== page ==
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First of all, be certain that you have accurate job specifications. Outdated or otherwise inaccurate job specifications can result in honest misunderstandings regarding what the job entails and end up causing confusion about the qualifications and traits that will most likely result in a longer-term successful hire. Objectively review resumes to assess the experience/knowledge base of each applicant and select only those who actually appear to “fit” the established criteria. Then, use a phone screen comprised of questions that enable you to determine employability factors of the potential finalists (why are they on the job market, do their career stories make sense, what are they seeking in their next career step, etc.) If possible, use a validated aptitude/personality dimension assessment to further narrow the field and ensure that each finalist is genuinely capable and suited for the management job. For the face-to-face interviews, use a standardized behavioral-based questionnaire that is based on the actual job that needs to be done. Ask everyone you interview the same questions in the same order. Take notes. Be sure to give each candidate time to talk. Having a weighted “scoring system” also facilitates the objective aspects of the interviews. When it is your turn to talk, don’t sugar-coat what the management job entails. Be honest and watch the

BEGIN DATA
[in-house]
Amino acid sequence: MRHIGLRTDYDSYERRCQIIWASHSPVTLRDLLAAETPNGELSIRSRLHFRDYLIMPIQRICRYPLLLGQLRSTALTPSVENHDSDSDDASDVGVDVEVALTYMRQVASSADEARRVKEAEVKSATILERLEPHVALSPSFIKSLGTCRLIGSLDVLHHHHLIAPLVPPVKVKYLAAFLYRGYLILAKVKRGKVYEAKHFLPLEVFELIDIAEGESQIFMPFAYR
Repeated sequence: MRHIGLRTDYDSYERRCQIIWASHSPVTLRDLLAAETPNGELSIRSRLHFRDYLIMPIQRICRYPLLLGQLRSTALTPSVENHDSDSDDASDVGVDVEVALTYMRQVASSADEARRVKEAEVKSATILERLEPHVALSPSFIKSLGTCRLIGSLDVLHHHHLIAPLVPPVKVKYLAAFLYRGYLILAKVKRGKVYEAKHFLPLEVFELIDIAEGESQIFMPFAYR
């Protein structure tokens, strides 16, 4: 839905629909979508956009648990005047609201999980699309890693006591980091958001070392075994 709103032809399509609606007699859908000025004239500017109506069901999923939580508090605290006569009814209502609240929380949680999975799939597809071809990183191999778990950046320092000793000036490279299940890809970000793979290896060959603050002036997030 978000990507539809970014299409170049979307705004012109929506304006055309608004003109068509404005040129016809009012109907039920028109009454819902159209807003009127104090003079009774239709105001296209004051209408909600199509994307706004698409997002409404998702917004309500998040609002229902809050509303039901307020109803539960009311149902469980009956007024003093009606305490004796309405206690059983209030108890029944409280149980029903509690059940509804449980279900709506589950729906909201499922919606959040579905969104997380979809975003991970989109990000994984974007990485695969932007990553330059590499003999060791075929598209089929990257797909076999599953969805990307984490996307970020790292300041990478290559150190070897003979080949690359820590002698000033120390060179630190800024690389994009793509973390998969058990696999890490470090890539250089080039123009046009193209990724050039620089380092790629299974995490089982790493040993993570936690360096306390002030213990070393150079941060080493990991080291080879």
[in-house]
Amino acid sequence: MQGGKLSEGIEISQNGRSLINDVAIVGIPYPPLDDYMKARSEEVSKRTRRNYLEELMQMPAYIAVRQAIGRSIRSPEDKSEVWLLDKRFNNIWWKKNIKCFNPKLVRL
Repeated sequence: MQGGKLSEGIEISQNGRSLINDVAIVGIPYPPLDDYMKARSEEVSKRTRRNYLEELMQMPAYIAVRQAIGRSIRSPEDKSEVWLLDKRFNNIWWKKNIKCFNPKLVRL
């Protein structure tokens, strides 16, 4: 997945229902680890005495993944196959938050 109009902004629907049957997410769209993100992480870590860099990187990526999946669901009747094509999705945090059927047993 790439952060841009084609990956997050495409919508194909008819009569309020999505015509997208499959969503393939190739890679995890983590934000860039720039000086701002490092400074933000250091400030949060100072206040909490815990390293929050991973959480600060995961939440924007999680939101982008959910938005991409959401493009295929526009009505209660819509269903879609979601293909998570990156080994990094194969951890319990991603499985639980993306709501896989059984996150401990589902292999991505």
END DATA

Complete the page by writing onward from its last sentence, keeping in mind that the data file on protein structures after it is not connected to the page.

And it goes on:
body language and reactions to the stated challenges that you feel the new manager will face. Review your notes and your scores as objectively as you can. And finally, use your gut. Which candidate most impressed you as having the qualities that will work well with your other team members and with you?
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